Isadora Duncan (1878-1927) was the toast of Europe at the turn of the twentieth century, dancing her way into the hearts of her admirers. The American-born creator of modern dance drew crowds of notable fans to her revolutionary dance performances.
It was at one of these performances in Berlin in 1904 that Gordon Craig, a brilliant theater designer and son of renowned actress Ellen Terry, first saw Isadora in person. Gordon admits in his memoirs that he felt speechless, utterly awed. He writes that her movements on the dance floor were both primal and ethereal. At the end of the performance, he met her in her dressing room. On that very evening,
while dancing, Isadora claimed she *felt a presence* out in the audience. As a rule, she never looked out but that evening she was drawn to Gordon Craig and upon meeting him, promptly invited him to dinner.
Christmas Day 1904
Grand Hotel D’Europe
Just arrived this morning — Christmas morning
Here it’s the 12 of December (remember the 12 days of Christmas)
My Darling —
I don’t like it at all. All the Chairs are staring at me in the most frightful way — And there is a Lady on the Mantel piece who has taken a Great objection to me — and I’m awfully scared —
This is no place for a person with a nice cheerful disposition like me — it looks like those parlors in the Novels where they plot things —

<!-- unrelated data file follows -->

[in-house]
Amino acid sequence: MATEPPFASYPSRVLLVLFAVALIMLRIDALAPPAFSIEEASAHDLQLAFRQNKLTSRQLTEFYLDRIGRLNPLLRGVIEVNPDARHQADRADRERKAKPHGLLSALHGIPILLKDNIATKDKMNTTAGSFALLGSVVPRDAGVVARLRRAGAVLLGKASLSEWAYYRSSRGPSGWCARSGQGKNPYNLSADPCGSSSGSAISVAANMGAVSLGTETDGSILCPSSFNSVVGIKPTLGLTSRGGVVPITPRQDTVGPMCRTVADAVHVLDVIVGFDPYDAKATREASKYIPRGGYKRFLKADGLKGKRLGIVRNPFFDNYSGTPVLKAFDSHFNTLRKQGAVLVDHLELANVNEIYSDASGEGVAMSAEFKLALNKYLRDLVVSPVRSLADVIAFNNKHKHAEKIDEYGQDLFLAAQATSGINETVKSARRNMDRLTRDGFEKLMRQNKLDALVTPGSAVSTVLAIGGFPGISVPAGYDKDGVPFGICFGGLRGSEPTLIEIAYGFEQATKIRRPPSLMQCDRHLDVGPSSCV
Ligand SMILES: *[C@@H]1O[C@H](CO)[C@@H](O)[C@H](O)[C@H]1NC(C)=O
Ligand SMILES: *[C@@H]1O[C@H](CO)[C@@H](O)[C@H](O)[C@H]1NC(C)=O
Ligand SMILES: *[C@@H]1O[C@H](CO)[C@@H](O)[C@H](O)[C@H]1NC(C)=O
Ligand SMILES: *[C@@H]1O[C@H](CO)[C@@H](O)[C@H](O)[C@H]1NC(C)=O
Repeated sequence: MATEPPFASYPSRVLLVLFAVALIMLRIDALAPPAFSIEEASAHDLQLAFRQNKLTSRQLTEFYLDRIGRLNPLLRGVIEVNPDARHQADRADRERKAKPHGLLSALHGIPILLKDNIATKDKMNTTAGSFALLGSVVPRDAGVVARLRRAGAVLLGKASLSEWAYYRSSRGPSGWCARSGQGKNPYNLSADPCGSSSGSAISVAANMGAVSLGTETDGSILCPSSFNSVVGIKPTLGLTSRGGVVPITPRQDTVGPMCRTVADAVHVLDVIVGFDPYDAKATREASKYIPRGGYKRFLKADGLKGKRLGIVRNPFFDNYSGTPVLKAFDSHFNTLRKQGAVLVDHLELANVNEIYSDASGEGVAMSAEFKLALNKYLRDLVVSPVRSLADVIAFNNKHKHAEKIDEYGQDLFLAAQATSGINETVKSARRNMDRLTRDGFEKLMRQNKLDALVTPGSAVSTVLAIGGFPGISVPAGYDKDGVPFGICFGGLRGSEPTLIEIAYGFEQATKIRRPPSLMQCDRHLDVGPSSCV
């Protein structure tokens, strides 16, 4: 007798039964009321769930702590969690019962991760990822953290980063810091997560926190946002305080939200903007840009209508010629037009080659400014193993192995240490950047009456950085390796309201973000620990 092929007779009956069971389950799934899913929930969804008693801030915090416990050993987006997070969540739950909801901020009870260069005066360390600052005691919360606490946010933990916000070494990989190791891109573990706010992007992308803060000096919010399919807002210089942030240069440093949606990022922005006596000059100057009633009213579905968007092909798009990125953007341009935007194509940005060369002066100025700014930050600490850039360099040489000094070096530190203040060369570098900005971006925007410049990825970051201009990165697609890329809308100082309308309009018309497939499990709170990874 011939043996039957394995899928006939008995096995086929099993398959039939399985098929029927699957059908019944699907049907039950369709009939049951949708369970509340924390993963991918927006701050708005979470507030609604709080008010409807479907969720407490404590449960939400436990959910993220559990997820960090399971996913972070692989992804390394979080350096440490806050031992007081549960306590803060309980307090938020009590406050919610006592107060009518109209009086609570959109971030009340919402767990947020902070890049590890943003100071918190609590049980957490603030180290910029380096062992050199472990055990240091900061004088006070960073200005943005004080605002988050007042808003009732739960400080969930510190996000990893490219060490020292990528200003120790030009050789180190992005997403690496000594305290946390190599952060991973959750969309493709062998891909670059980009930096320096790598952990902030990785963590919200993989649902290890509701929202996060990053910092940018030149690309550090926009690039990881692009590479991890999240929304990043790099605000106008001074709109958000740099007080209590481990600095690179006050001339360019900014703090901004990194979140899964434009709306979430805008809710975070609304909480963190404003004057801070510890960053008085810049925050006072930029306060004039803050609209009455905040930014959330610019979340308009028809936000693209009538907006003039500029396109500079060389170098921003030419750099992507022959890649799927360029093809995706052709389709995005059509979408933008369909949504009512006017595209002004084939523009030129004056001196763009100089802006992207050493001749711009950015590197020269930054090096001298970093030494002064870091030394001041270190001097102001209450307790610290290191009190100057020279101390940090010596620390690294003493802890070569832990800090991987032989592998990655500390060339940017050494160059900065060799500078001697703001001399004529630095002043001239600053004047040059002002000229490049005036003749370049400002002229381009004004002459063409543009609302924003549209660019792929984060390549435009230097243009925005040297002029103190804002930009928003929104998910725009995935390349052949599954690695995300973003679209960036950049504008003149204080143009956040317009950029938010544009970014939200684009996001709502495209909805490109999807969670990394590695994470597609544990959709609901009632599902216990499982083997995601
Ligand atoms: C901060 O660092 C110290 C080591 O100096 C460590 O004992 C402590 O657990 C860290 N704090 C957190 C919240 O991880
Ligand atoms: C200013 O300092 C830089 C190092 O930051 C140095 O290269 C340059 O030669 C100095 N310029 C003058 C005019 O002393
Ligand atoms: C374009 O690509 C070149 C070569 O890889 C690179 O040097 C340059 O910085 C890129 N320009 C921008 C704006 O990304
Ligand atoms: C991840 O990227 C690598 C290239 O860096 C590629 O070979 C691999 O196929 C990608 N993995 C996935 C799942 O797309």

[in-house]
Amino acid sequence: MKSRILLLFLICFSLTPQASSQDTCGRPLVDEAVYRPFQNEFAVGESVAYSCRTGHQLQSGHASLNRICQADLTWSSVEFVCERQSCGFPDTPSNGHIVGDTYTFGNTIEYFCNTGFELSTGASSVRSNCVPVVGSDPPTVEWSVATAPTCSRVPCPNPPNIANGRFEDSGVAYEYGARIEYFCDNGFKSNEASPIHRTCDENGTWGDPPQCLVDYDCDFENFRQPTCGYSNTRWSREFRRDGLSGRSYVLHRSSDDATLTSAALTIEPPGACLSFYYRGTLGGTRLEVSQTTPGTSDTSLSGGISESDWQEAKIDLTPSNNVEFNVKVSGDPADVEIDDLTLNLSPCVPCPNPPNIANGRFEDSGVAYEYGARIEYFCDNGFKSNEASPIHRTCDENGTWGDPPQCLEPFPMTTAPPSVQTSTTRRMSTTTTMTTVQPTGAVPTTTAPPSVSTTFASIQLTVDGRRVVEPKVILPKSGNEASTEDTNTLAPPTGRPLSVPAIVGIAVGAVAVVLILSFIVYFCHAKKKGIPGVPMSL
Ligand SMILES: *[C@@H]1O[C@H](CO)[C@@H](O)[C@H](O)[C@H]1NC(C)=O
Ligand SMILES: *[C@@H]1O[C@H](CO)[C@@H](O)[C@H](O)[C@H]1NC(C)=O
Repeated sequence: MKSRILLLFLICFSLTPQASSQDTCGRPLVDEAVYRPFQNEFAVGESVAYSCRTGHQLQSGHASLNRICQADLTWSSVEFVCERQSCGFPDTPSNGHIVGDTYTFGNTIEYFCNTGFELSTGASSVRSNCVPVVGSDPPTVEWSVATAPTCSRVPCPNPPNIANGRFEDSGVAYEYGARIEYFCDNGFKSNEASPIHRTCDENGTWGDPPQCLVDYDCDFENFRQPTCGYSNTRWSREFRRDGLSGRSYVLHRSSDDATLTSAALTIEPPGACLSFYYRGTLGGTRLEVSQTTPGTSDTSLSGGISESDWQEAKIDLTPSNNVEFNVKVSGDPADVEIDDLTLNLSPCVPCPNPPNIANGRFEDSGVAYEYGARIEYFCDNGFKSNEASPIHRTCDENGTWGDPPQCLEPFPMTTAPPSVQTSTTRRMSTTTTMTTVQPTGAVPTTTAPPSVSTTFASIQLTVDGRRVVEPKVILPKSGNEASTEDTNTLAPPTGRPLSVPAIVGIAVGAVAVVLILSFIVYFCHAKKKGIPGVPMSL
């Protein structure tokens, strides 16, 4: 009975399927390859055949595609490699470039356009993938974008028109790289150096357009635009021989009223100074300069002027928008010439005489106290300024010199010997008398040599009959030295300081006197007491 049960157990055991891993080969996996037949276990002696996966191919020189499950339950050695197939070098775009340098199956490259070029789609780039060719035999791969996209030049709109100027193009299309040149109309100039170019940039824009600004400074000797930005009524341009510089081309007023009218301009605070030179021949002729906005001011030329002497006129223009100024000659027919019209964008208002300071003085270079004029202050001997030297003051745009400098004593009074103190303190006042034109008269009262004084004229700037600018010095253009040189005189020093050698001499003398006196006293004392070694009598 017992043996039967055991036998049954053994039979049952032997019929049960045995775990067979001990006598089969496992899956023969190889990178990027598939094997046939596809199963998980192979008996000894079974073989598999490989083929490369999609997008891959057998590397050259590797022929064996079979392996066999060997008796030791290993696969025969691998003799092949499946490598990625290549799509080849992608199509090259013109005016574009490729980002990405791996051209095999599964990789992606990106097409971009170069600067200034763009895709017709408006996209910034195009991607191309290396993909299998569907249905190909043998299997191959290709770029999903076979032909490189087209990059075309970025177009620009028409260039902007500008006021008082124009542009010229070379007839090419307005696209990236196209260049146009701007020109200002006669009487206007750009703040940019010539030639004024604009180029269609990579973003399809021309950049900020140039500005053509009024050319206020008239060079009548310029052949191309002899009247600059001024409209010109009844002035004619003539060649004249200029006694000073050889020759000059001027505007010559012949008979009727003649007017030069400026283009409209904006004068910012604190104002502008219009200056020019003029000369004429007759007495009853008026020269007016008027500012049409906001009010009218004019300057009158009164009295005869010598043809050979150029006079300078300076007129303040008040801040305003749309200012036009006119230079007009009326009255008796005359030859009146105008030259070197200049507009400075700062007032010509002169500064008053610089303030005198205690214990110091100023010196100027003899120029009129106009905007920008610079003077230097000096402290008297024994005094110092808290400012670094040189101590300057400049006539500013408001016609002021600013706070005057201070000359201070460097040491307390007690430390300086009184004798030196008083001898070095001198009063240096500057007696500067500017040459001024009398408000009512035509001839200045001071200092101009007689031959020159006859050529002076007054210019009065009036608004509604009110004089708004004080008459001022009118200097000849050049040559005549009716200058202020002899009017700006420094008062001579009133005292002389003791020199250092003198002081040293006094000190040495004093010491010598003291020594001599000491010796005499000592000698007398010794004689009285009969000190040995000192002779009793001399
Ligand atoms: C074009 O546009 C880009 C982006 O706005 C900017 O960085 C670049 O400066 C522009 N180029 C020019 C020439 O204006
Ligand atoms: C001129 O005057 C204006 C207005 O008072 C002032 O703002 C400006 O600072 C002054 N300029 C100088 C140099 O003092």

All night long the train has not been flying over but going pim de pim over Great fields of snow — vast plains of snow — Great bare Countries covered with snow (Walt Whitman could have written ’em up
fine) and over all this the Moon shining — and across the window always a Golden shower of sparks — from the locomotive — it was quite worth seeing and I lay there looking out on it all and thinking of you — of you, you dearest sweetest best darling —
The City is covered in snow and little sleighs rushing madly about — All things go in sliders of course. I send you many little missives along the way — Hope they arrived! —
I must go now and wash the soot off and have my Breakfast.
Give my love to Dear Dear No. 11 and to that musty little dear Home No. 6 and for your dear self my heart is overflowing with just the most unoriginal old fashionest sort of love.
Write to me — and tell me — I go now to splash
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